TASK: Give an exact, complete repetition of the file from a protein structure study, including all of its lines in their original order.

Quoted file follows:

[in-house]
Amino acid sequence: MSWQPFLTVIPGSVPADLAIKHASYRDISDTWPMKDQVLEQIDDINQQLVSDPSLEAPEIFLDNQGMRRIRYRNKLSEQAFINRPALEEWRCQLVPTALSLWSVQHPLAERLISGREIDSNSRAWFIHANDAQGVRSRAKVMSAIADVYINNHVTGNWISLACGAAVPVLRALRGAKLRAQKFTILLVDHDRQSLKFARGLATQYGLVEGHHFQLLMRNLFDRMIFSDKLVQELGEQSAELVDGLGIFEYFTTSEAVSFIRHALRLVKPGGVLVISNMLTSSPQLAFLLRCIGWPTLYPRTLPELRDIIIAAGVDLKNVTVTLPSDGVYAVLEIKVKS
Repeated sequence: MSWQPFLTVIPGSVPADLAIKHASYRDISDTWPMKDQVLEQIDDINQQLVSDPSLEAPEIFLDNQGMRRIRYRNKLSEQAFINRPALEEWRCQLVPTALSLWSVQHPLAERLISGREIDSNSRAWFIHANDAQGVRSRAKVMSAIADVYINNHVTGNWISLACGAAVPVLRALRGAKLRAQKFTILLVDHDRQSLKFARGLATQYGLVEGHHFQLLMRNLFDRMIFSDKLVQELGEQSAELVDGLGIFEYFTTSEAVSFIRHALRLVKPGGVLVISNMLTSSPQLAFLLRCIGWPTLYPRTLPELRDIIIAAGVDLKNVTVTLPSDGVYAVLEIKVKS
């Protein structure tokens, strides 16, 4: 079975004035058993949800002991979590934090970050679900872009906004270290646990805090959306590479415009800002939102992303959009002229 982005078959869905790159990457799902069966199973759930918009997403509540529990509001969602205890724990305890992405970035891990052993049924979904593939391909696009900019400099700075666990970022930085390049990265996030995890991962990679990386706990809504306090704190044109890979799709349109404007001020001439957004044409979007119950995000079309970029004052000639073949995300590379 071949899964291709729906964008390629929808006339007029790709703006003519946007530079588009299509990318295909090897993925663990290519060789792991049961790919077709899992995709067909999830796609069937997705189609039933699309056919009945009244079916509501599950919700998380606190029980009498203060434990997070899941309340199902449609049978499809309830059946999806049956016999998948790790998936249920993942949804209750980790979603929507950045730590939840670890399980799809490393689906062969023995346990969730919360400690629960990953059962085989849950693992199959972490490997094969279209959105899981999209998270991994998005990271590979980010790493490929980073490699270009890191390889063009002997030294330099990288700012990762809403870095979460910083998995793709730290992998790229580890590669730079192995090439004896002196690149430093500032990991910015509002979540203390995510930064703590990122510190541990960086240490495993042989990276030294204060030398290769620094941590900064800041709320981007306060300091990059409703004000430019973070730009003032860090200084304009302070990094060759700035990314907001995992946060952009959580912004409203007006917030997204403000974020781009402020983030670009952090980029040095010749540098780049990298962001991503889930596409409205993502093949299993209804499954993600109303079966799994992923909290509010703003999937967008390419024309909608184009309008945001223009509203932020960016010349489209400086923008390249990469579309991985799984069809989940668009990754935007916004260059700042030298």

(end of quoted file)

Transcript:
[in-house]
Amino acid sequence: MSWQPFLTVIPGSVPADLAIKHASYRDISDTWPMKDQVLEQIDDINQQLVSDPSLEAPEIFLDNQGMRRIRYRNKLSEQAFINRPALEEWRCQLVPTALSLWSVQHPLAERLISGREIDSNSRAWFIHANDAQGVRSRAKVMSAIADVYINNHVTGNWISLACGAAVPVLRALRGAKLRAQKFTILLVDHDRQSLKFARGLATQYGLVEGHHFQLLMRNLFDRMIFSDKLVQELGEQSAELVDGLGIFEYFTTSEAVSFIRHALRLVKPGGVLVISNMLTSSPQLAFLLRCIGWPTLYPRTLPELRDIIIAAGVDLKNVTVTLPSDGVYAVLEIKVKS
Repeated sequence: MSWQPFLTVIPGSVPADLAIKHASYRDISDTWPMKDQVLEQIDDINQQLVSDPSLEAPEIFLDNQGMRRIRYRNKLSEQAFINRPALEEWRCQLVPTALSLWSVQHPLAERLISGREIDSNSRAWFIHANDAQGVRSRAKVMSAIADVYINNHVTGNWISLACGAAVPVLRALRGAKLRAQKFTILLVDHDRQSLKFARGLATQYGLVEGHHFQLLMRNLFDRMIFSDKLVQELGEQSAELVDGLGIFEYFTTSEAVSFIRHALRLVKPGGVLVISNMLTSSPQLAFLLRCIGWPTLYPRTLPELRDIIIAAGVDLKNVTVTLPSDGVYAVLEIKVKS
């Protein structure tokens, strides 16, 4: 079975004035058993949800002991979590934090970050679900872009906004270290646990805090959306590479415009800002939102992303959009002229 982005078959869905790159990457799902069966199973759930918009997403509540529990509001969602205890724990305890992405970035891990052993049924979904593939391909696009900019400099700075666990970022930085390049990265996030995890991962990679990386706990809504306090704190044109890979799709349109404007001020001439957004044409979007119950995000079309970029004052000639073949995300590379 071949899964291709729906964008390629929808006339007029790709703006003519946007530079588009299509990318295909090897993925663990290519060789792991049961790919077709899992995709067909999830796609069937997705189609039933699309056919009945009244079916509501599950919700998380606190029980009498203060434990997070899941309340199902449609049978499809309830059946999806049956016999998948790790998936249920993942949804209750980790979603929507950045730590939840670890399980799809490393689906062969023995346990969730919360400690629960990953059962085989849950693992199959972490490997094969279209959105899981999209998270991994998005990271590979980010790493490929980073490699270009890191390889063009002997030294330099990288700012990762809403870095979460910083998995793709730290992998790229580890590669730079192995090439004896002196690149430093500032990991910015509002979540203390995510930064703590990122510190541990960086240490495993042989990276030294204060030398290769620094941590900064800041709320981007306060300091990059409703004000430019973070730009003032860090200084304009302070990094060759700035990314907001995992946060952009959580912004409203007006917030997204403000974020781009402020983030670009952090980029040095010749540098780049990298962001991503889930596409409205993502093949299993209804499954993600109303079966799994992923909290509010703003999937967008390419024309909608184009309008945001223009509203932020960016010349489209400086923008390249990469579309991985799984069809989940668009990754935007916004260059700042030298």